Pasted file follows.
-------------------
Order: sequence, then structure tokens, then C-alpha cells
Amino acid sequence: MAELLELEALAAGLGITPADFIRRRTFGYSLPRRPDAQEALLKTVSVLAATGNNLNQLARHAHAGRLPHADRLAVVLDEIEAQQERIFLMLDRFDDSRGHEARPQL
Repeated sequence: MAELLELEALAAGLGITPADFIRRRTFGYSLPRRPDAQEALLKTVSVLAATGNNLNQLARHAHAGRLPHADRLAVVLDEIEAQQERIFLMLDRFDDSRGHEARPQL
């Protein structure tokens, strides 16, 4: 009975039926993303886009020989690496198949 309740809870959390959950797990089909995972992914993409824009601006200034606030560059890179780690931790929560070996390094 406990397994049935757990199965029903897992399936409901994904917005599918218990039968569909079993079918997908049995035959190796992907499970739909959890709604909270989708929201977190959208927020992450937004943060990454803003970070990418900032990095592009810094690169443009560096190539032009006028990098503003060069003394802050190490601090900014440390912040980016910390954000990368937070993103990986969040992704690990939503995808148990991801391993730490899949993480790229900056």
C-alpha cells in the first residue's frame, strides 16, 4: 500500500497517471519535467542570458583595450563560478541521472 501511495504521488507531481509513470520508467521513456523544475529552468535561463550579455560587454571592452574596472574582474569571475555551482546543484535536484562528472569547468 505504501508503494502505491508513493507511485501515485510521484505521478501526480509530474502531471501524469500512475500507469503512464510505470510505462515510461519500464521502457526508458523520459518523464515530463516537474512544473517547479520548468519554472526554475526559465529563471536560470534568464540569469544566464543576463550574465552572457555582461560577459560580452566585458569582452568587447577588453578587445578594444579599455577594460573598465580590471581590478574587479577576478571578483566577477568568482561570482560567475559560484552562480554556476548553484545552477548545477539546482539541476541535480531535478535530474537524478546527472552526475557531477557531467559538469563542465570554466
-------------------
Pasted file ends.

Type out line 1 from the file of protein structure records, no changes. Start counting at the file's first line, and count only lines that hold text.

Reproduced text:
Order: sequence, then structure tokens, then C-alpha cells